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Excel MAXA Function

Excel MAXA function
Summary 

The Excel MAXA function returns the largest numeric value in a range of values. The MAXA function ignores empty cells, but evaluates the logical values TRUE and FALSE as 1 and 0, respectively.

Purpose 
Return largest value.
Return value 
Largest numeric value
Syntax 
=MAXA (value1, [value2], ...)
Arguments 
  • value1 - Number, reference to numeric value, or range that contains numeric values.
  • value2 - [optional] Number, reference to numeric value, or range that contains numeric values.
Usage notes 

Like the MAX function, the MAXA function returns the largest numeric value in a supplied set of data. For example, the MAXA function can return the highest test score, the slowest time in a race, the maximum temperature, or the top sales number. Arguments can be provided as constants, or as cell references or ranges:

=MAXA(5,10)
=MAXA(A1,A2,A3)
-MAXA(A1:A10)

The primary difference between MAX and MAXA is that MAXA evaluates TRUE and FALSE values as 1 and 0 respectively. Microsoft documentation also claims the MAXA function evaluates numbers entered as text. But I have not been able to reproduce this behavior unless the number is typed directly into the list of arguments, in which case MAX and MAXA both seem to evaluate the number:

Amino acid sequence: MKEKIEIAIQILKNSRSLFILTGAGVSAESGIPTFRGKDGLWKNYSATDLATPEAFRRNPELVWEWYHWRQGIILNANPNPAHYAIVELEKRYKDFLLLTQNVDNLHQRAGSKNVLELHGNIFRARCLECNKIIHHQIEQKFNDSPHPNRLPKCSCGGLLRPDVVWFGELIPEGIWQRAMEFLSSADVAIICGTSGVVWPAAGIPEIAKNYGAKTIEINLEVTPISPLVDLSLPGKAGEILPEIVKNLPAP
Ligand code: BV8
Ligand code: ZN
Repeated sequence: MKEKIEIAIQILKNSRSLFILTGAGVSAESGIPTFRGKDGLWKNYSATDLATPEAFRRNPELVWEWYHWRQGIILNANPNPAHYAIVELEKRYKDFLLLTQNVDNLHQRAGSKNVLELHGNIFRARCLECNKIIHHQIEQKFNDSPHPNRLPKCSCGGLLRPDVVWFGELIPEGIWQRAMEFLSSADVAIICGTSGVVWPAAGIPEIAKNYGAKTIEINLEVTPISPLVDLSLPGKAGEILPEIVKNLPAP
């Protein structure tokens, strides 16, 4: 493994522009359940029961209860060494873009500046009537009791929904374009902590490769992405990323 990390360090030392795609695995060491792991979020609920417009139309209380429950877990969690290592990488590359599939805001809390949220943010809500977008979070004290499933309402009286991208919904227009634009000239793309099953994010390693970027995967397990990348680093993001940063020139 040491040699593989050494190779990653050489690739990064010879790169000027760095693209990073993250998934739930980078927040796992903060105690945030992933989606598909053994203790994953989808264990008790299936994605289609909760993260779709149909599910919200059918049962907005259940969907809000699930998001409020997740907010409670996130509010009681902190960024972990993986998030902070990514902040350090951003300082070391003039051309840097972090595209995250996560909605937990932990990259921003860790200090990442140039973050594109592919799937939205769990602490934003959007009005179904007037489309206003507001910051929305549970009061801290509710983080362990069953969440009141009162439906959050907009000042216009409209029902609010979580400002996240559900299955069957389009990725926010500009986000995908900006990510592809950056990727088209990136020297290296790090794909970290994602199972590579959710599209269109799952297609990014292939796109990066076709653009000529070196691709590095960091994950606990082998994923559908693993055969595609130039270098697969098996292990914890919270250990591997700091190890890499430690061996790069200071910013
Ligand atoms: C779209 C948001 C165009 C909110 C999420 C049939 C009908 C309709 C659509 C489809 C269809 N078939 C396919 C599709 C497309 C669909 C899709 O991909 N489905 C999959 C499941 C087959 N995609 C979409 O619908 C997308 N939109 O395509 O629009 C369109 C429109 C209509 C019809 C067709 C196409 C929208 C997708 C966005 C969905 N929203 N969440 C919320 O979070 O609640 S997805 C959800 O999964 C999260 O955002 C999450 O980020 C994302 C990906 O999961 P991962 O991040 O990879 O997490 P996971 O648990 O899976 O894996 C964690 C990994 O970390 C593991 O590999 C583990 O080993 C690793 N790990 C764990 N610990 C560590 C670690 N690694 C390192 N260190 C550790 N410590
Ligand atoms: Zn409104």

=MAXA("5",10) // returns 10
=MAX("5",10) // also returns 10

If A1 contains 5, and A2 contains "10", we see:

=MAXA(A1,A2)// returns 5
=MIN(A1,A2) // also returns 5

In other words, there seems to be no difference between MAX and MAXA when evaluating numbers entered as text. Please contact me if you can explain this behavior :)

Notes:

  • The MAXA function ignores empty cells.
  • The MAXA function in current versions of Excel accepts up to 255 arguments. If arguments contain no numbers, MAXA returns 0.
  • Arguments can be provided as numbers, names, arrays, or references that contain numbers.
  • The MAXA function evaluates TRUE and FALSE values as 1 and 0 respectively.

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